Oversight changed at facility for dangerous mentally ill patients

The state is changing strategies at its maximum security facility for the insane after efforts made in the wake of a beating death there failed to pass muster.

The Cook Building, a maximum-security hospital away from the main Central State Hospital campus in Baldwin County, will now operate separately from the campus. It will fall directly under the supervision of the state’s director of forensic services instead of being managed by the main Central State administrator.

Essentially, facility management has been kicked up the ladder at the state’s newly formed Department of Behavioral Health and Developmental Disabilities, which took over control of public mental health services from the Georgia Department of Human Resources earlier this year.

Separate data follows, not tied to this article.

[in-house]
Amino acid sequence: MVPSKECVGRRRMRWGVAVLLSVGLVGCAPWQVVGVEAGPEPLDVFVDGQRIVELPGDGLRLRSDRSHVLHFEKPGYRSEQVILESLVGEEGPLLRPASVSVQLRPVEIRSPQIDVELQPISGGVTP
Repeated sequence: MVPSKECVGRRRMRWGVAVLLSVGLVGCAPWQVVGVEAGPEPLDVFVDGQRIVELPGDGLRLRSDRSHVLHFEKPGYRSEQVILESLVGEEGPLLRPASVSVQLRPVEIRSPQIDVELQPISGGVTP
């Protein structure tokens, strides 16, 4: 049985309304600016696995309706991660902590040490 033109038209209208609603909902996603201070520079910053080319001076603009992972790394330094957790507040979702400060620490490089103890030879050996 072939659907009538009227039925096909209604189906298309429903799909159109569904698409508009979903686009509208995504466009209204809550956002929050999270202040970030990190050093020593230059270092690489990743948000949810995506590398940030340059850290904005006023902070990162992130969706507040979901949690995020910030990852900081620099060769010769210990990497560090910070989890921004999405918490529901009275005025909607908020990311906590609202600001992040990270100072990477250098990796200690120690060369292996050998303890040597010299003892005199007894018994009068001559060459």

“We’re not making the kind of progress we need to be making,” said Tom Wilson, spokesman for the new department.

The Cook Building is the holding place for many of Georgia’s most dangerous mentally ill patients who have been charged with a crime. Those deemed not guilty by reason of insanity or not competent to stand trial are housed there. In April, inmate Saleeban Adan of Decatur was charged with killing another inmate, Christopher Yates of Centerville.

Investigations pointed to improper supervision for Adan, who already was accused of killing his cellmate at another facility in January. Adan was supposed to have a hospital employee within arm’s length of him at all times, but he didn’t for a portion of that day, according to an internal investigation report on the killing.

The U.S. Department of Justice, which has been performing an all-out review of the state’s mental health system in the wake of an Atlanta Journal-Constitution exposé on suspicious deaths in state hospitals, also reviewed this specific incident. In one of its follow-up reports earlier this month, the department found that “little progress had been made,” according to a news release from the state.

The Cook facility will now be supervised by Karen Bailey-Smith, the state’s director of forensic services, who reports directly to department Commissioner Frank Shelp, Wilson said.

To contact writer Travis Fain, call 744-4213.